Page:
Tackling the GRE Section by Section: Part I—Verbal Reasoning
Taking the GRE is an important step toward being admitted to graduate school, and even though it’s a test that often causes anxiety for students, there are several important steps you can take to be prepared for test day. Over the next few weeks, MPA@UNC will be addressing how to prepare for the different parts of the GRE, including sections on verbal reasoning, quantitative reasoning, and analytical writing.
What is verbal reasoning?
The verbal reasoning part of the GRE has three types of questions:
• Reading comprehension—includes long passages, short passages, and argument structure passages. This section tests your ability to understand implied ideas drawn from reading passages.
• Text completion—This section has between 1-3 blanks, requiring the reader to select which words best fill those blanks.
• Sentence equivalence—This section has the test taker complete a sentence with partial information. For example, you’ll be asked to choose which two words complete a sentence.
What is the best way to prepare for the GRE verbal reasoning section?
Budget your time wisely. It’s critical that you’re prepared for the timing aspect of the test. The best way to prepare for how long each question is going to take is to time yourself while taking a practice test. You can do this with a paper-based test or by using online software that simulates the testing environment. When taking practice tests, time yourself to meet your completion target. If you find yourself falling behind, skip the reading comprehension questions that only have one question associated with them—your time is better spent engaging with the passages that have a higher volume of questions.
Allow your brain to do what it does best, and link the information you’re reading to the knowledge you already have. When rushed by time constraints, your brain can feel the pressure of the time crunch and impede the deep understanding that you need for comprehension. As soon as you finish reading the passage, pull out the main idea or “big thread” running through the passage. It will help to set the tone for moving on to the question portion.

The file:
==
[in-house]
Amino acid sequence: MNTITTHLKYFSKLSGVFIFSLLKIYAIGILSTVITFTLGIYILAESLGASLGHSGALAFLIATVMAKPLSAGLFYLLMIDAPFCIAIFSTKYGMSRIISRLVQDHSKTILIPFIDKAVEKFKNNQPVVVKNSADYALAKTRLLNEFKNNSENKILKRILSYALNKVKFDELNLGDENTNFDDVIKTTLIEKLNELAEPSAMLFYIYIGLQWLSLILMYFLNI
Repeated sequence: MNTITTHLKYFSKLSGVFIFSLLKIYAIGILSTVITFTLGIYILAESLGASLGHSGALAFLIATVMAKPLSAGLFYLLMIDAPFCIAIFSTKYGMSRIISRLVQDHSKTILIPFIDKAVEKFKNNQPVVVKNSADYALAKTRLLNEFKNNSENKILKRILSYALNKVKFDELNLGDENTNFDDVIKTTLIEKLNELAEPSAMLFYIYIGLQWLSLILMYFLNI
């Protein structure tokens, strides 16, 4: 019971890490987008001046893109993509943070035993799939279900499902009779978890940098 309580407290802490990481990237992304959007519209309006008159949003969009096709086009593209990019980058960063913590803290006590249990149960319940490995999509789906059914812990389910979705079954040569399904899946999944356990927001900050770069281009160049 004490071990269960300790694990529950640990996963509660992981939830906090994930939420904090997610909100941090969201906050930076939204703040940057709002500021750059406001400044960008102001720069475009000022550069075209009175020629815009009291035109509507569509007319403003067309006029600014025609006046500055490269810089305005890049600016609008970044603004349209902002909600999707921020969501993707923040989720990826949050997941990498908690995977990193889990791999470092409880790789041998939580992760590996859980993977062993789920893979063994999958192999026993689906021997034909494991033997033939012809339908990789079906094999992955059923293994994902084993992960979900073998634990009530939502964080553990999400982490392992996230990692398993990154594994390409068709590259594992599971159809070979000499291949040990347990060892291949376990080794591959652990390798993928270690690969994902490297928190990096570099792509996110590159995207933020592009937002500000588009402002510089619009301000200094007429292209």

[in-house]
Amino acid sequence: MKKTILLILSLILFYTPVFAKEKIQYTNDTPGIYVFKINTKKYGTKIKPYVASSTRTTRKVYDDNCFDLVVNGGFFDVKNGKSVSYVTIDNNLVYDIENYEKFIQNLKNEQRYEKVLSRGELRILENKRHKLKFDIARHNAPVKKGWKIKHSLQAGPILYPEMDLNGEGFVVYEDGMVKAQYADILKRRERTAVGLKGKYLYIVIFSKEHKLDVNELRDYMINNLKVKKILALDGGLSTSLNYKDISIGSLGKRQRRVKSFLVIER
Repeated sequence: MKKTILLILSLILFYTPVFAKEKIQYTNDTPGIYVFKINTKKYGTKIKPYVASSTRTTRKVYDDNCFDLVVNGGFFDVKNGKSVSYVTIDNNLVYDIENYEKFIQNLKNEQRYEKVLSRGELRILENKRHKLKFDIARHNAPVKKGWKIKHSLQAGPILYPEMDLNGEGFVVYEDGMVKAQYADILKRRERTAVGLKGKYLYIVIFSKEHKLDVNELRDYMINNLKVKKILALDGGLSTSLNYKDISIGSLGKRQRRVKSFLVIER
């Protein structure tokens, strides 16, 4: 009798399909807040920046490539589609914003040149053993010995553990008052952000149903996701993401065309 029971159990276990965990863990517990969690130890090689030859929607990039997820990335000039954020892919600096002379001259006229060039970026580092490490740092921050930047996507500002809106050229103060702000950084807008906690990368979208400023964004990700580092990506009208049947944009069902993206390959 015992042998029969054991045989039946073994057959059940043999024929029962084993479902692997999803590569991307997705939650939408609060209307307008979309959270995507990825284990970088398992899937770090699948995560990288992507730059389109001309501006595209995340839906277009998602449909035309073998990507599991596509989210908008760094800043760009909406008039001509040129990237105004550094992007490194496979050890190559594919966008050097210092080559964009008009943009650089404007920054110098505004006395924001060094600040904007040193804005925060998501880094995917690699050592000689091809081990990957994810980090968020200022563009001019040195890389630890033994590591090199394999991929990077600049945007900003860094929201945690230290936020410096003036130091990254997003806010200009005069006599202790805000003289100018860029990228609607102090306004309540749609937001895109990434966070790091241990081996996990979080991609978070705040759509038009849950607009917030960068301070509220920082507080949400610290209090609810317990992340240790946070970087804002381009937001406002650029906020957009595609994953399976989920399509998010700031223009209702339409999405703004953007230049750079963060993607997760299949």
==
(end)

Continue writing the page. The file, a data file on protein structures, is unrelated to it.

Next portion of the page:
Read through the passages entirely rather than approaching the questions first. One common mistake that students tend to make during the verbal reasoning section is reading through the passages only as a way of hunting for answers. In doing this, it becomes more difficult to determine the bigger picture and can lead to mistakes on a variety of questions.
You should spend three minutes to read the longer passages and 45-60 minutes answering the questions. Plan to spend a minute and a half reading the other two passages and anywhere from 30-60 seconds for answering questions.
What are the best tips and resources for preparing for the verbal reasoning section?
One of the best tips is to study in multiple ways. This helps to reinforce material and methods and provide for additional practice. If you’re stuck in a “study rut,” try changing up your approach to get a fresh start. For example, there are a lot of vocabulary words used on the GRE, so consider breaking them into flash cards and reviewing several each day while riding the bus, waiting in line at the store, or when you first wake up. Practice your reading both in paper format and on the computer to make sure that you’re in the habit of extracting main ideas as well as preparing for timing. Another easy tip is to subscribe to a well-regarded newspaper or magazine like The Wall Street Journal, The Economist, or The New York Times. You’ll get more reading practice and become more familiar with an effective writing style.
Once you take practice tests, review the types of questions or passages you struggled with. This will give you a sense of where you need to focus. For example, if you had issues reading the longer passages, focus on that particular piece in order to strengthen your skills. If you’re already a whiz at text completion, you do not need to spend as much time studying those questions.
If you’ve prepared in advance, you might feel slight nerves on test day, but you’ll realize once you begin that you’ve taken all the necessary steps to succeed on the test. Before you begin, take a deep breath, and prepare to knock that score out of the park.
Check back for our upcoming breakdown and tips on the Quantitative Reasoning section of the GRE.